Vila Autódromo Residents Halt Construction at Olympic Site in Protest Against Evictions [SLIDESHOW]

Residents protest in the early morning: Vila Autódromo is Social Interest Housing. We Want to Stay.

With 500 days to go until the start of the Rio de Janeiro 2016 Olympic Games, residents of Vila Autódromo took to the street to protest against the City’s latest decree of eminent domain to list 58 houses for forced eviction.

Supported by the Popular Committee on the World Cup and Olympics, in the early hours of the morning residents declared: “Today, the protest by blockading the workers’ and trucks’ entrance to the Olympic Park represents the resistance of dozens of families who will not leave their houses for a one monthlong mega-event.”

Residents create a barricade at Vila Autódromo to protest against evictions

After creating a barricade from the rubble of destroyed houses, the 35 protesters, dressed in S.O.S Vila Autódromo shirts, marched onto the main road, stopping traffic with banners and chanting: “Our fight is every day, to guarantee the right to housing.”

The protest is a reaction to Mayor Eduardo Paes’ latest declaration on March 19 that 58 houses will be taken for public use—a landmark decision that is at odds with the previous ground-breaking policy of negotiating and offering market-rate compensation to residents and promising to allow anyone who wanted to stay to remain in the community, which would then be smaller and receive upgrades.

Vila Autódromo-born resident Jota, 27, emphasized the importance of events like this: “When they talk about the Olympics, they talk about this fantastic, magical, beautiful world, but they do not show what is going on here—families being destroyed and taken out of their homes, some by force and some by the promise of easy money.”

After fighting eviction for 20 years, Vila Autódromo’s past population of 3,000 now stands at 150 families.

Chanting protesters at Vila Autódromo

A statement from the protesters emphasized that “marketed as the road to economic and social development, the Olympics has represented the loss of our homes, of our lives in the community, our history and dignity.”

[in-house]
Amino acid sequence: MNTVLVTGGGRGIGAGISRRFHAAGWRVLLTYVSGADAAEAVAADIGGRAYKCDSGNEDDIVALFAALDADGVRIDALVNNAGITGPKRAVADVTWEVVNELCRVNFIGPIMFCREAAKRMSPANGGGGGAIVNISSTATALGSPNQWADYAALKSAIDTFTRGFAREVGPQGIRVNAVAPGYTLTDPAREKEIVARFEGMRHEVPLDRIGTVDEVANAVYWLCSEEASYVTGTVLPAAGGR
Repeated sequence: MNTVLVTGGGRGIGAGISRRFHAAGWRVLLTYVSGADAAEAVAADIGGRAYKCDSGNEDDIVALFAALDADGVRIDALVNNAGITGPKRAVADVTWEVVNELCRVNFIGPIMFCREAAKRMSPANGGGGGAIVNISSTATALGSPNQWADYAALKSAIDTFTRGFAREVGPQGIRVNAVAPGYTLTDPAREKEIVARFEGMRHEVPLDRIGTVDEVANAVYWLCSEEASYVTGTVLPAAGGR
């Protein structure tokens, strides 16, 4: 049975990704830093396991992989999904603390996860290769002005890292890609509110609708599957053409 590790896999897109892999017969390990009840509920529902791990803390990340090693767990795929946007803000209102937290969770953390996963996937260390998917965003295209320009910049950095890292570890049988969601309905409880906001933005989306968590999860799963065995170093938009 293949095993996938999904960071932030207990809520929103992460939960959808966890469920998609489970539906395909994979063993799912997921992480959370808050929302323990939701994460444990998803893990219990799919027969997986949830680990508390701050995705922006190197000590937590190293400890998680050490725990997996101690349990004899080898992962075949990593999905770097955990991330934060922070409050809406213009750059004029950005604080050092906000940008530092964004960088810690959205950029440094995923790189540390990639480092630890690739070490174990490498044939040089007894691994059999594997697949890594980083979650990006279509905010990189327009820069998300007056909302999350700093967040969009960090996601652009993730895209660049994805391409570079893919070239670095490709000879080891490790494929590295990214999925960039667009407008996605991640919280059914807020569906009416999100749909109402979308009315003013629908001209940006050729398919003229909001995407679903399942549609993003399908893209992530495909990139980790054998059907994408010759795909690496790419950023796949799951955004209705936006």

The discourse amongst the protesters focused on criticism of the city’s internationally lauded program of offering market-rate compensation, a policy that was brought into question by academics at MIT last month. As Jane Nascimento, long-term resident and activist explained, this is “another species of violence: I can, I can, I can, I can. I am the economic power.”

Representatives of Coletivo Rua, present at the protest to demonstrate solidarity, emphasized that now the resistance in Vila Autódromo is a fight between the economic power of the City and the people. It is a fight “for a more just society, a society for the people and not for money,” they said. “Out with capital, out with Paes, out with the Olympic committee. The people will stay because this is the place of the people who built it.”

Inacia Passos, a community resident for 30 years, echoed the feeling: “I do not have a For Sale sign, and the law gives me a right to remain, so my right has to count. If I want to stay, the law gives me this right.” Despite her legal entitlement, she retains little real hope of a Vila Autódromo community still existing in 2016.

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